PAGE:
Friday, April 10, 2009

To a Life . . . Well and Truly Lived

My Dad, Lake Charles, LA, early 1940s


At about this time one week ago, I was rousing myself out of bed in my pastel pink walled hotel room on Florida's central west coast. My father's funeral was just a couple hours away and I readied myself for what I knew would be a day filled with extremes of emotion. The night had been a restless one. I kept stirring awake through the night, each time my head filled with jumbled thoughts of what I might try and say, in brief, about my father's life. Not until the last waking, about the time the sky was beginning to brighten in the east, did thoughts of legacy enter my mind . . . legacies, yes . . . those things we leave to those who come after.

I think of myself as a pretty creative guy. I think I see the world and the things in it in a slightly different way than most might. I think I often find stunning interest in the smallest of details and the most mundane of objects. I think I am drawn to see things in contrast; light against dark, soft against hard, rough against smooth. I think I see things in these ways because that is the way my father saw the world. I think I am the artist I am now because those aspects of the way my father focused on certain things and his intensely creative genes, flow through me.



As I stood on Friday morning last week and attempted, through tear filled eyes, to speak as clearly as I could about my father's influence on me, it began to fall apart. The emotion and utter inability for me to remain in control made it difficult for me to say everything I had wanted to say. In the end, it seemed that all I could do was manage a few jumbled sentences about legacy and art and creative souls and the beauty of my father's photography and the way in which I felt his creativeness, perhaps now, coursed through me.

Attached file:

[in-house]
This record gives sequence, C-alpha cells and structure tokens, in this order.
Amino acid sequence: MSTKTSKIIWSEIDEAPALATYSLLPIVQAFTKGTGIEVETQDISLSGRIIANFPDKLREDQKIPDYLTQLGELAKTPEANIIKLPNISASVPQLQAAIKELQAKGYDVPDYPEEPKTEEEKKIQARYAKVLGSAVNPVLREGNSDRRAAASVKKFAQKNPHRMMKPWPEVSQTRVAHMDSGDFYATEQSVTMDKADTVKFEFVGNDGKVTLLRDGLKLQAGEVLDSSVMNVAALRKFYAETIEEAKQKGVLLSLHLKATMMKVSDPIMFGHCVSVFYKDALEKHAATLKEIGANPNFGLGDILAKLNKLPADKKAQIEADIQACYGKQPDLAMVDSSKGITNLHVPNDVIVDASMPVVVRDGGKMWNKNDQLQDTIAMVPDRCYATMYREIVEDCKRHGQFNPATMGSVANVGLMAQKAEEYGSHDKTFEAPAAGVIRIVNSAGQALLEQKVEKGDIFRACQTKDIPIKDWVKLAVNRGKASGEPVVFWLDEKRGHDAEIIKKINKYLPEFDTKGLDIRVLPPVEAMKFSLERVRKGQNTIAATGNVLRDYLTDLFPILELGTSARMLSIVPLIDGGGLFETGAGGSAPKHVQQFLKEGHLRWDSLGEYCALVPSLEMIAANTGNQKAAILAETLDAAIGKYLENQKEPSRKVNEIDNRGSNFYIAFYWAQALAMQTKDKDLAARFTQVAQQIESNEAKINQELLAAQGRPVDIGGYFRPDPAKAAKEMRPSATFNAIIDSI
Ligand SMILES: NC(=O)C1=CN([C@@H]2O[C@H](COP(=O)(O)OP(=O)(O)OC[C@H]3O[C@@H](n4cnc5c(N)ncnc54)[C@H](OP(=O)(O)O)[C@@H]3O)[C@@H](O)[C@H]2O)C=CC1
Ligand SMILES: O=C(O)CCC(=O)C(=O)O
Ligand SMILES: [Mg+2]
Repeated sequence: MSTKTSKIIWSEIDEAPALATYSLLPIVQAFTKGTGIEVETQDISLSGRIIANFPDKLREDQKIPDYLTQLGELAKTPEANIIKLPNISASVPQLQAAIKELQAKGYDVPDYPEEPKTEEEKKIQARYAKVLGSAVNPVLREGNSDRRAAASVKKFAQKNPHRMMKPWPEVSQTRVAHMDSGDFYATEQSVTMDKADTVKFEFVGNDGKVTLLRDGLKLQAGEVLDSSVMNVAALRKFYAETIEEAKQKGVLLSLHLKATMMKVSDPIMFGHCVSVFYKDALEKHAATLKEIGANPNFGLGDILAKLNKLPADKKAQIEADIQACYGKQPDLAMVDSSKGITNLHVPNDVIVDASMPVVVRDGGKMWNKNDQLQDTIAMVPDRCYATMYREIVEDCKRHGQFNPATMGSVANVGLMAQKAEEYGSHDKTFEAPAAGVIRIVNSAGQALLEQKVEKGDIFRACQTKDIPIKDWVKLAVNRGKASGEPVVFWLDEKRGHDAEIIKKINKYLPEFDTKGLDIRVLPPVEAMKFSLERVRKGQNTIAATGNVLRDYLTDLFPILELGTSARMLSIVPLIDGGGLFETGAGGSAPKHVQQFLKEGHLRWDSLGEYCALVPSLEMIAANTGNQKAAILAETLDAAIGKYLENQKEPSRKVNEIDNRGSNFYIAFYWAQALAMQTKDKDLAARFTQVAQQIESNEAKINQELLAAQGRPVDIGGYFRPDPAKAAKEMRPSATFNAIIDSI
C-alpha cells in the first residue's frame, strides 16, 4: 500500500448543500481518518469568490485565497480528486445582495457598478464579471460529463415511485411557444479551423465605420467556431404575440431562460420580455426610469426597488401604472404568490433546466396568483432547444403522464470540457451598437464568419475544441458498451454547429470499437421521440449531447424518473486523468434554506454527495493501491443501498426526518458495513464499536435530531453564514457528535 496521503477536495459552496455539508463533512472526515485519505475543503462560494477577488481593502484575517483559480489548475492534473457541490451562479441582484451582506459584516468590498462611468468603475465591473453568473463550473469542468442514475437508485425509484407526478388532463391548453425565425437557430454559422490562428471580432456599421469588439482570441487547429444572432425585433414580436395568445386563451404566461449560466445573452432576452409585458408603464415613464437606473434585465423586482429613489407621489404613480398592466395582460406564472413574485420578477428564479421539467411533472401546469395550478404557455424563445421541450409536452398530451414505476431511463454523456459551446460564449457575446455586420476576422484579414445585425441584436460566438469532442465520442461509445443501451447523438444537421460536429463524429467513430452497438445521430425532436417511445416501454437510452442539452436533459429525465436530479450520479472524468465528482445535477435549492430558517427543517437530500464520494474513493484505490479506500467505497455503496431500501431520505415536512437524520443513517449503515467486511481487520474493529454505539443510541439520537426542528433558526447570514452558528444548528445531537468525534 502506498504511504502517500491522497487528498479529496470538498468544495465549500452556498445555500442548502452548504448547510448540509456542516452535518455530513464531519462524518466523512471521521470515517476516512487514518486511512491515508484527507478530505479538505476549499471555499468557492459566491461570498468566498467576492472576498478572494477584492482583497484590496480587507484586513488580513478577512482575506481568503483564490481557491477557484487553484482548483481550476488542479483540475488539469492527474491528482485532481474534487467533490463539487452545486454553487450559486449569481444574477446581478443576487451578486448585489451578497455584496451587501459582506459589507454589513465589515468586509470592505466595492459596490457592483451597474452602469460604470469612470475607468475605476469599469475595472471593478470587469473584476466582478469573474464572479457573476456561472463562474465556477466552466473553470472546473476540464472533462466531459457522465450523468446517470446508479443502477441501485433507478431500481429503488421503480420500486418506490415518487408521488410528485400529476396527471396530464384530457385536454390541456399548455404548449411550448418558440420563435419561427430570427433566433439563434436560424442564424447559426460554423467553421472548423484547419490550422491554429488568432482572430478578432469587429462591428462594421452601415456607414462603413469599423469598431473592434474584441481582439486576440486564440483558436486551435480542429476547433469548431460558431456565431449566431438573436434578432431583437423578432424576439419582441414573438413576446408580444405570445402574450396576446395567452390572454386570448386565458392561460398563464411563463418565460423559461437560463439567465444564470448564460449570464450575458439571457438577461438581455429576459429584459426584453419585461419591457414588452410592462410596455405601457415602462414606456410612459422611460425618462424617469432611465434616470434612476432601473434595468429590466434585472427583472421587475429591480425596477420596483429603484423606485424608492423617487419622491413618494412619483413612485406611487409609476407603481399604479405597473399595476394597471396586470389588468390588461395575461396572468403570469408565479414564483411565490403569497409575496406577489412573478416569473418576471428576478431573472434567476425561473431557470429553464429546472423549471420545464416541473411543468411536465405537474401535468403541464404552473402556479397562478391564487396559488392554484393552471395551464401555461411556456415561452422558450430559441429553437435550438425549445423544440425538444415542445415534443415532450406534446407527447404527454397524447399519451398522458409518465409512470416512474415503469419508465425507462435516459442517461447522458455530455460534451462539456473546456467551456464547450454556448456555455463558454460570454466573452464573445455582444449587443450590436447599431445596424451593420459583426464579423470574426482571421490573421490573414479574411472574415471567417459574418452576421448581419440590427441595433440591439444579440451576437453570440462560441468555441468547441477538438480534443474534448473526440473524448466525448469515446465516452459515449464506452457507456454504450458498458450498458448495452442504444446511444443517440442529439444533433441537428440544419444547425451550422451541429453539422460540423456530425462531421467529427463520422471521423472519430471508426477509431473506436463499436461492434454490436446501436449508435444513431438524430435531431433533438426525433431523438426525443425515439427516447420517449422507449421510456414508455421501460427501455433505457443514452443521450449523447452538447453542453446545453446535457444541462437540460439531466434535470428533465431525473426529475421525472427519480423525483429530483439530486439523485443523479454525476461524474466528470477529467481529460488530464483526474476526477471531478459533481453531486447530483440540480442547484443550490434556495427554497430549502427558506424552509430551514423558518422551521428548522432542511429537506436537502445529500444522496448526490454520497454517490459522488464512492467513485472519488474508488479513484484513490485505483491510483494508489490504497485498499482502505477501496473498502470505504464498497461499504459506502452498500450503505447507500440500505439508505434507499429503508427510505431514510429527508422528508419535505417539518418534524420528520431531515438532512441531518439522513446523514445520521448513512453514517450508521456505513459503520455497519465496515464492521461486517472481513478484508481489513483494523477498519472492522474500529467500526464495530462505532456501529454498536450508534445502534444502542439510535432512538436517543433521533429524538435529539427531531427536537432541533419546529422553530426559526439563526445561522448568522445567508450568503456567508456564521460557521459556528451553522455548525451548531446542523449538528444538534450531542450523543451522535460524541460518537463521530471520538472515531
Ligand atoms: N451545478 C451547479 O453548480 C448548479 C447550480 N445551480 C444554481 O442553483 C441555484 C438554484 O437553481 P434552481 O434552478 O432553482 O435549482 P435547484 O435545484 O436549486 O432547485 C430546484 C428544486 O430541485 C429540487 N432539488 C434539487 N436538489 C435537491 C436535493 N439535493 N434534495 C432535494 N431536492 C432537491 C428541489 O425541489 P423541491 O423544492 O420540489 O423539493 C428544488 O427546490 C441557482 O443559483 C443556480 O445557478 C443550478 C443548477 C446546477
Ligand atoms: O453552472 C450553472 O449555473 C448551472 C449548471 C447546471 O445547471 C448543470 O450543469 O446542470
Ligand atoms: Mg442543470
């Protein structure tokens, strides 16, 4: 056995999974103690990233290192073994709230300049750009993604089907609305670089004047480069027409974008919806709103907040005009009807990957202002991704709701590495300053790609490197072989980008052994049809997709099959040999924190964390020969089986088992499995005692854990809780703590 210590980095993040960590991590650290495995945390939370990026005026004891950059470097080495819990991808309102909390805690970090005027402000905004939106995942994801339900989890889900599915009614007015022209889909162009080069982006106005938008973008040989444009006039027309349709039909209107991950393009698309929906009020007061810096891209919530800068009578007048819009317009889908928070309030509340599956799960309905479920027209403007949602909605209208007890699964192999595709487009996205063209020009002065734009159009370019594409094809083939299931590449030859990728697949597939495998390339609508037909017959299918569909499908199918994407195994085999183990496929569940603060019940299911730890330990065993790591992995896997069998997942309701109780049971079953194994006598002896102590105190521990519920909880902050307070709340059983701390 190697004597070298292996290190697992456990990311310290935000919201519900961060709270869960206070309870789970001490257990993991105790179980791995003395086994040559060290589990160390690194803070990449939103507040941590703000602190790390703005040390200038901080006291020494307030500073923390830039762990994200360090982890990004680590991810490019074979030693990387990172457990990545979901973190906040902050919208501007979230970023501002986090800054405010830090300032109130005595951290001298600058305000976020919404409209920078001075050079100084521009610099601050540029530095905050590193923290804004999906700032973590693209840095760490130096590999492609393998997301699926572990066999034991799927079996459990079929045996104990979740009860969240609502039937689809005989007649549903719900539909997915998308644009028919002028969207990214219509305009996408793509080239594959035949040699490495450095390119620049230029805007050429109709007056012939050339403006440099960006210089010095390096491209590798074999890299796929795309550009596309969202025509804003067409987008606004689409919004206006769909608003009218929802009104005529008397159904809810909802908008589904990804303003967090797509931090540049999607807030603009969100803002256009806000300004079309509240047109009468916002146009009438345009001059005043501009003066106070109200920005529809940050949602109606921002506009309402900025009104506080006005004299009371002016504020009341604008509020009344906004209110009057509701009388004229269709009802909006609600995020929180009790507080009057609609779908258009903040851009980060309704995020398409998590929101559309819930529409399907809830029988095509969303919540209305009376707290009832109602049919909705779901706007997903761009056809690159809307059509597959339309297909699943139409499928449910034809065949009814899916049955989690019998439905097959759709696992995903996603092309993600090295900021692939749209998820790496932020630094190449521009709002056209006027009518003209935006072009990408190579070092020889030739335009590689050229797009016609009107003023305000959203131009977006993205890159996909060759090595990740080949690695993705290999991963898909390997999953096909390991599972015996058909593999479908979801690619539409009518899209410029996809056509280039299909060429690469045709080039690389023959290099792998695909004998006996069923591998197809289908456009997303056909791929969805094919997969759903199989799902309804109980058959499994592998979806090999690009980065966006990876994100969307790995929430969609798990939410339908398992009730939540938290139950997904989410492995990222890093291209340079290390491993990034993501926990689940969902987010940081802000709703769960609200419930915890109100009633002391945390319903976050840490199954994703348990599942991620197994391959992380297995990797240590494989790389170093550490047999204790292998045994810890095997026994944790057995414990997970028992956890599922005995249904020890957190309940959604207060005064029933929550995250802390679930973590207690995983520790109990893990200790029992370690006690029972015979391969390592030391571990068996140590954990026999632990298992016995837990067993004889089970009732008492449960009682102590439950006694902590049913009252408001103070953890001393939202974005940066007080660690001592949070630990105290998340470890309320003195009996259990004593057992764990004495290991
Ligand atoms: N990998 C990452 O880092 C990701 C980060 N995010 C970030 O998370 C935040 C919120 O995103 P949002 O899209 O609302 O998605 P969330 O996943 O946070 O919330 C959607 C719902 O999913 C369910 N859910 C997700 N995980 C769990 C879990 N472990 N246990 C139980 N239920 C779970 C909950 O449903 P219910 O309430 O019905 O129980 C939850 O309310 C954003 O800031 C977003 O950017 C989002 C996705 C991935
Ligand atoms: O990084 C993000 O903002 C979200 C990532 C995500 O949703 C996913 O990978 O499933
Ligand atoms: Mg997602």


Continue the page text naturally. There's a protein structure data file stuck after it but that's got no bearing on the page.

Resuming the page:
As is the case with many father and son relationships, my dad and I did not always see eye to eye about things; politics, the state of the world, spend versus save, how best to do things, how best to make a way in this world. I would admit that as a child I was a pretty ornery guy and I am certain that this caused much anxiety and tension in our house.

When it came time for me to be a graduate from high school and make some decisions about what I was going to do, I chose art school and I was never sure that this set well with my father. I think he understood just how tough a road that would be to travel and, perhaps, the difficulties I would face trying to make a living as an artist. I cannot say that I felt outright encouragement to pursue this direction but I can also not say that I felt discouragement either. At the time, I simply went on my way.



Now to back up a bit, my father had painted in his high school years and after. I was not really completely aware of this fact till I was in my twenties I guess. But I do recall as a young child, seeing various canvases in closets or stashed away in corners of our little apartments as we moved from one to another. He continued to paint now and again, when time allowed I guess, as he needed to focus on supporting his family and painting time took a back seat to the needs of work. I have memory of his final painting that was done during one summer in my very early teens. It was a seascape with a clipper ship and it hung in my parent's bedroom for many years. I now have two of my dad's early 'teen years' paintings, one of which now hangs in my bedroom. I also have a fuller appreciation for what had always seemed to me to be my dad's ambivalence toward my desires to become an artist as I see that he had faced the tough choice himself of having to let that creative aspect of his early life go by in order to put food on the table and the sacrifices he made to that end.